Traditional social networks fueled Twitter’s spread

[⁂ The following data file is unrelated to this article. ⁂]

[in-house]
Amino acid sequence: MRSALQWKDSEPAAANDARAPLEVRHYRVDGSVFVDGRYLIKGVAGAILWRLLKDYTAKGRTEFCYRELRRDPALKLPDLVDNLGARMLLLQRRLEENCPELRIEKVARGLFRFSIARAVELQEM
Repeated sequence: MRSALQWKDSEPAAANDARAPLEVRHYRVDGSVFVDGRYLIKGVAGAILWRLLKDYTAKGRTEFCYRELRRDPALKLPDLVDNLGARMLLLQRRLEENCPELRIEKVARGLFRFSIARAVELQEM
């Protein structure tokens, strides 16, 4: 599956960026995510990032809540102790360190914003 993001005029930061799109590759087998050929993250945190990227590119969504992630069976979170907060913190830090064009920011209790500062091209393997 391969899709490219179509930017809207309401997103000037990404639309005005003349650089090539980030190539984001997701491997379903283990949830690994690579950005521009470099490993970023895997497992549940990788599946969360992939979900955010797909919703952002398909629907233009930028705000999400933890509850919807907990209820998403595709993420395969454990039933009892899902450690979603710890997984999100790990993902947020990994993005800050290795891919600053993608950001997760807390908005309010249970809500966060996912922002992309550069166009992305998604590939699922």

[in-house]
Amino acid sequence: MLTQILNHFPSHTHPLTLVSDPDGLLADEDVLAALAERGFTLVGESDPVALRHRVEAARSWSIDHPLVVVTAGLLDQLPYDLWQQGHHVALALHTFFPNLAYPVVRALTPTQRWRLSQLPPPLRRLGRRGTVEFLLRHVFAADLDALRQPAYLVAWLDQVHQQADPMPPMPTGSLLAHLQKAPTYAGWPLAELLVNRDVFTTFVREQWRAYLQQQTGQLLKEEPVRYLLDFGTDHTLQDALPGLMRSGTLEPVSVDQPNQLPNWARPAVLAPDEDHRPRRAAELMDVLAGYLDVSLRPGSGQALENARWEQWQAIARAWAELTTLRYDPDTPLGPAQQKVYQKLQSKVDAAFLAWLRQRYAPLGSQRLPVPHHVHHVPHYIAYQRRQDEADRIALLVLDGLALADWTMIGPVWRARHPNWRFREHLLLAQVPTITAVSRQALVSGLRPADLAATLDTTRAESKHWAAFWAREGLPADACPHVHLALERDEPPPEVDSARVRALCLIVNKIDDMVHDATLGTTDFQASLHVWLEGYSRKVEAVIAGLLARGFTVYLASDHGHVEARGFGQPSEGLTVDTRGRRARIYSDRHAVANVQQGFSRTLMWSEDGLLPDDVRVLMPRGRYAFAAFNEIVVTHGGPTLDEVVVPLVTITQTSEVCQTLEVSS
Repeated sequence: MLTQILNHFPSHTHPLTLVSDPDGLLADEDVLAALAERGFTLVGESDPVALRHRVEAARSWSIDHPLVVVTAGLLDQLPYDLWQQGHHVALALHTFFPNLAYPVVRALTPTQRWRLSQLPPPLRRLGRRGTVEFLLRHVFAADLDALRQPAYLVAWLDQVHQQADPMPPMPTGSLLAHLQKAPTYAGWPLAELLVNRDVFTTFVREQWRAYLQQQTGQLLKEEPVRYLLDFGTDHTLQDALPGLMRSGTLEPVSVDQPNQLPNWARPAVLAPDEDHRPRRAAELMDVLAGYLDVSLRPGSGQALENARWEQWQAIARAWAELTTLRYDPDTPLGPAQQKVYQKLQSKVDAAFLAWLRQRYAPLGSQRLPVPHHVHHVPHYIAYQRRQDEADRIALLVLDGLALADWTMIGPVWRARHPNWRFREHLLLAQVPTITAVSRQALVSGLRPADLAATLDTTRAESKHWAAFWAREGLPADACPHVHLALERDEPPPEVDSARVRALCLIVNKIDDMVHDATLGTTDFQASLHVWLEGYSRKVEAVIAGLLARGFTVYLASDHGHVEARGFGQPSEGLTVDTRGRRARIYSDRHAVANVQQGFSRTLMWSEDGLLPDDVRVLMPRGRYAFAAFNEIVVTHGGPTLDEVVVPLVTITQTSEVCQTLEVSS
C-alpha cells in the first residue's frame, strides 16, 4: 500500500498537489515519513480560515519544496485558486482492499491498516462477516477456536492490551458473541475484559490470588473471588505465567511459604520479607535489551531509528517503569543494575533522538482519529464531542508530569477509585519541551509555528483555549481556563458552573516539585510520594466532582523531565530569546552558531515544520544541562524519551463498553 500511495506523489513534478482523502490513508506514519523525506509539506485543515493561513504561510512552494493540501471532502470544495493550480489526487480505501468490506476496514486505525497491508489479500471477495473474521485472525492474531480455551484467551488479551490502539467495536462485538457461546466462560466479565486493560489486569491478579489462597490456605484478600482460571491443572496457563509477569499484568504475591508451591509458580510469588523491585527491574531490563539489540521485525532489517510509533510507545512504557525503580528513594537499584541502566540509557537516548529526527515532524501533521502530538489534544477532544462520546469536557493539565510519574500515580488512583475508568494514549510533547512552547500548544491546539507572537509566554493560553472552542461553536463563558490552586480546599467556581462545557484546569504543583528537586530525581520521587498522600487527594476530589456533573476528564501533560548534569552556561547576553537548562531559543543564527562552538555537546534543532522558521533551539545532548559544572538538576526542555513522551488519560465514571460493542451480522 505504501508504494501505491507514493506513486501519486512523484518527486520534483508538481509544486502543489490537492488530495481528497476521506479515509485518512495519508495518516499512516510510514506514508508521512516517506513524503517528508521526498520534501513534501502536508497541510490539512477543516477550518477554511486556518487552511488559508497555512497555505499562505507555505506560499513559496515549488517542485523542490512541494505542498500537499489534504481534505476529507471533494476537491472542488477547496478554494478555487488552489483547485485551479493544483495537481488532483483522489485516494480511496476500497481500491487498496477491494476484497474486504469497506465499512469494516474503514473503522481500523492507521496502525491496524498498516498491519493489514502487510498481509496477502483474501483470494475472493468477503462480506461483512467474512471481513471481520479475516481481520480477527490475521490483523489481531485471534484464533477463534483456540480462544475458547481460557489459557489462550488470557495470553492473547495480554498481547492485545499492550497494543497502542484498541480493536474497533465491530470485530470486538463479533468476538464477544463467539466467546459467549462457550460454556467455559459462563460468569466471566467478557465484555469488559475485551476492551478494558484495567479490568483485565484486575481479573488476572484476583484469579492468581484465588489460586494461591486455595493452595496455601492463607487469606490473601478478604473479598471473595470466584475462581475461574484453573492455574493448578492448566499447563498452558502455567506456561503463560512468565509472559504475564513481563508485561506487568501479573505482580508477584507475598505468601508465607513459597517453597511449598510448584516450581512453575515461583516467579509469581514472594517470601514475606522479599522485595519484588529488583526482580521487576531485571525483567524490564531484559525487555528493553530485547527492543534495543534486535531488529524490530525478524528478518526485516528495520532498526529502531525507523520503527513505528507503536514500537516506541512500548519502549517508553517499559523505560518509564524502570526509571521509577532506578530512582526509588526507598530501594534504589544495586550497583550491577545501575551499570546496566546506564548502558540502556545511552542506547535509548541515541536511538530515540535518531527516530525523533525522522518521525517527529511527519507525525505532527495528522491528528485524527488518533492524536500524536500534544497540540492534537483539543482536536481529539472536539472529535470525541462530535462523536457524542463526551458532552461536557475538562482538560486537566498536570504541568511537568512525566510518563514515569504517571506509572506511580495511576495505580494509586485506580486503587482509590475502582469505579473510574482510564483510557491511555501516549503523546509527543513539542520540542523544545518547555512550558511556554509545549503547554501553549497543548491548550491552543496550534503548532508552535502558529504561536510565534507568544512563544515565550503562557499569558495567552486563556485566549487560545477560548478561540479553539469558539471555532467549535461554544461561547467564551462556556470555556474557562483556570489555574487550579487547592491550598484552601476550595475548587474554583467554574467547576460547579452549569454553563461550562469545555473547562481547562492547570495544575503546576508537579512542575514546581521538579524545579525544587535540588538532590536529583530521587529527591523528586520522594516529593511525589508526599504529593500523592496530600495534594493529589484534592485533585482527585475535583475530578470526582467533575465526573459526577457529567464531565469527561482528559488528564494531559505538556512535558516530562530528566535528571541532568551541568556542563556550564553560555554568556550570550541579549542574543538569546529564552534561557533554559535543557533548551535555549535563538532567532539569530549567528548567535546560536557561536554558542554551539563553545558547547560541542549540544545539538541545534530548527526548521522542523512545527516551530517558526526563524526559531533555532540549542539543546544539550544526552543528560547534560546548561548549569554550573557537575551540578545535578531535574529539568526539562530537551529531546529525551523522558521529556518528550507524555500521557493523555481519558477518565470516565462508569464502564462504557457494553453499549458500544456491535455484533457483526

While people often say that the Internet has flattened the world allowing social networks to spring up overnight, independent of geography or socioeconomic status, new research suggests otherwise. Professor Marta González and graduate student Jameson Toole studied the “contagion process” of the microblogging platform and website Twitter from 2006 to 2009 and say that the site’s growth in the United States actually relied primarily on media attention and traditional social networks based on geographic proximity and socioeconomic similarity. In other words, at least during those early years, birds of a feather flocked — and tweeted — together. Read a news story.